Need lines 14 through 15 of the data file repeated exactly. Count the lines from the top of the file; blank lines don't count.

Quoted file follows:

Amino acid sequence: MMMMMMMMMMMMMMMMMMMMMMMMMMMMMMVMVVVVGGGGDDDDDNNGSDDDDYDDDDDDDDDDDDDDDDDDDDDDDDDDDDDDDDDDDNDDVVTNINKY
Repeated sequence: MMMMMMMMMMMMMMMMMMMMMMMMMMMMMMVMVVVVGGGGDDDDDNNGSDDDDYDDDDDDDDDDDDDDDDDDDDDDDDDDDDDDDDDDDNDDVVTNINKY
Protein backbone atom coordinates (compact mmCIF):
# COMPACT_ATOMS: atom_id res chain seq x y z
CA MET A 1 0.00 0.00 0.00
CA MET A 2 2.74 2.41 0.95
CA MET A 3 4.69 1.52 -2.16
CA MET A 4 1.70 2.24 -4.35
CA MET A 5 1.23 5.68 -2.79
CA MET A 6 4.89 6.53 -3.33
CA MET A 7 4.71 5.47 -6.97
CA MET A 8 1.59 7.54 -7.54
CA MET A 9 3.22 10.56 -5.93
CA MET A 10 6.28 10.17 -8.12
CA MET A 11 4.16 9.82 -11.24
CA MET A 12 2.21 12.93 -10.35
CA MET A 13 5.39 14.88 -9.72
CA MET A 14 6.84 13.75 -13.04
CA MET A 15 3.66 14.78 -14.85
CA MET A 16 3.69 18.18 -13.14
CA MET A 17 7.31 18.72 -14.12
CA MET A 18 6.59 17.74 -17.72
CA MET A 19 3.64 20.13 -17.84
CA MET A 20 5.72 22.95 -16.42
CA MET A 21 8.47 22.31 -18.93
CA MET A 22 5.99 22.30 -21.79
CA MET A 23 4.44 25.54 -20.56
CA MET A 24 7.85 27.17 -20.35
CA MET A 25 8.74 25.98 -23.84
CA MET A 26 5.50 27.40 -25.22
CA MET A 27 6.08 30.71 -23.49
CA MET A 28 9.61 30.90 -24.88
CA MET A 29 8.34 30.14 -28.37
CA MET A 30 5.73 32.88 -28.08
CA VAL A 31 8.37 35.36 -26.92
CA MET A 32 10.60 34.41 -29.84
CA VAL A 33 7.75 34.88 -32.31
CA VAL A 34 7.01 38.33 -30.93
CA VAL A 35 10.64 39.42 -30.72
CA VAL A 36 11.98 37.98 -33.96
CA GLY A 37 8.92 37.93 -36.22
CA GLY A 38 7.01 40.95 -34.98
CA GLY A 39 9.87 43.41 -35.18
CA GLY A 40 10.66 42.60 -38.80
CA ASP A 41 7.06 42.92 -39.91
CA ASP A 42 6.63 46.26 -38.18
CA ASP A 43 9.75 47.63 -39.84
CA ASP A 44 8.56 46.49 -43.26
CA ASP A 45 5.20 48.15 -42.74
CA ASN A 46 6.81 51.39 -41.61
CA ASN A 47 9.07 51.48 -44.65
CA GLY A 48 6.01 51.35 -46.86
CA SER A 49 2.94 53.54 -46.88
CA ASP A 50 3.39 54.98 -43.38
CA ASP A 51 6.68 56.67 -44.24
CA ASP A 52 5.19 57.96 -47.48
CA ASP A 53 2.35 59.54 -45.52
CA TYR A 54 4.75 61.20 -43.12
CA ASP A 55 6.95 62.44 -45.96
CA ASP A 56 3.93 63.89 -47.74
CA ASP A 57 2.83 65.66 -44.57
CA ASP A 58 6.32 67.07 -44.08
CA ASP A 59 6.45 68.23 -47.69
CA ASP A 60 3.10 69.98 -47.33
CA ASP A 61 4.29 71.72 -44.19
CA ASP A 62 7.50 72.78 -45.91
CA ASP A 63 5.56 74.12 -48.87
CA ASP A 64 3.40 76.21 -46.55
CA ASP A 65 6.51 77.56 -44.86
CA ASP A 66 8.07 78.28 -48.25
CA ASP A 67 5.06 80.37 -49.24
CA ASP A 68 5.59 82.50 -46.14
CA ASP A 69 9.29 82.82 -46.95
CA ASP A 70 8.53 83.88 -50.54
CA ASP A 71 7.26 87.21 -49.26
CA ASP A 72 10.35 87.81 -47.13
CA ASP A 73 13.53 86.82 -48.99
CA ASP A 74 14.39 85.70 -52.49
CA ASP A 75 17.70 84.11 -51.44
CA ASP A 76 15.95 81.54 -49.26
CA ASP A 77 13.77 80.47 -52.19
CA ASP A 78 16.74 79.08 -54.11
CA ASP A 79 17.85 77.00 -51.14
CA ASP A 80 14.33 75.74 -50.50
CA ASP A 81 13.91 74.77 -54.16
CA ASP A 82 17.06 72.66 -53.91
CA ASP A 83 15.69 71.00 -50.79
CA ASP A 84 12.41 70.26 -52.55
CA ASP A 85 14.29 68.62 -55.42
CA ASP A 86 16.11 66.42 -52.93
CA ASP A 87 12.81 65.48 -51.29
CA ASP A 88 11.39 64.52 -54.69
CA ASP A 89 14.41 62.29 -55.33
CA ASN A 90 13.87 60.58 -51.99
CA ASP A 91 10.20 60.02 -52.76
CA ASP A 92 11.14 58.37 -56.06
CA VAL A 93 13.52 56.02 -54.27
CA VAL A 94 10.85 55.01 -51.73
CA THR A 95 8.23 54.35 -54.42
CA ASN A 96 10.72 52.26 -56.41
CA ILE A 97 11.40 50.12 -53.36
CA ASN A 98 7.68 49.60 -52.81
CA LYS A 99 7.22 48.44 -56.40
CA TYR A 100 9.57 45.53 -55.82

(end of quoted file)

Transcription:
CA MET A 10 6.28 10.17 -8.12
CA MET A 11 4.16 9.82 -11.24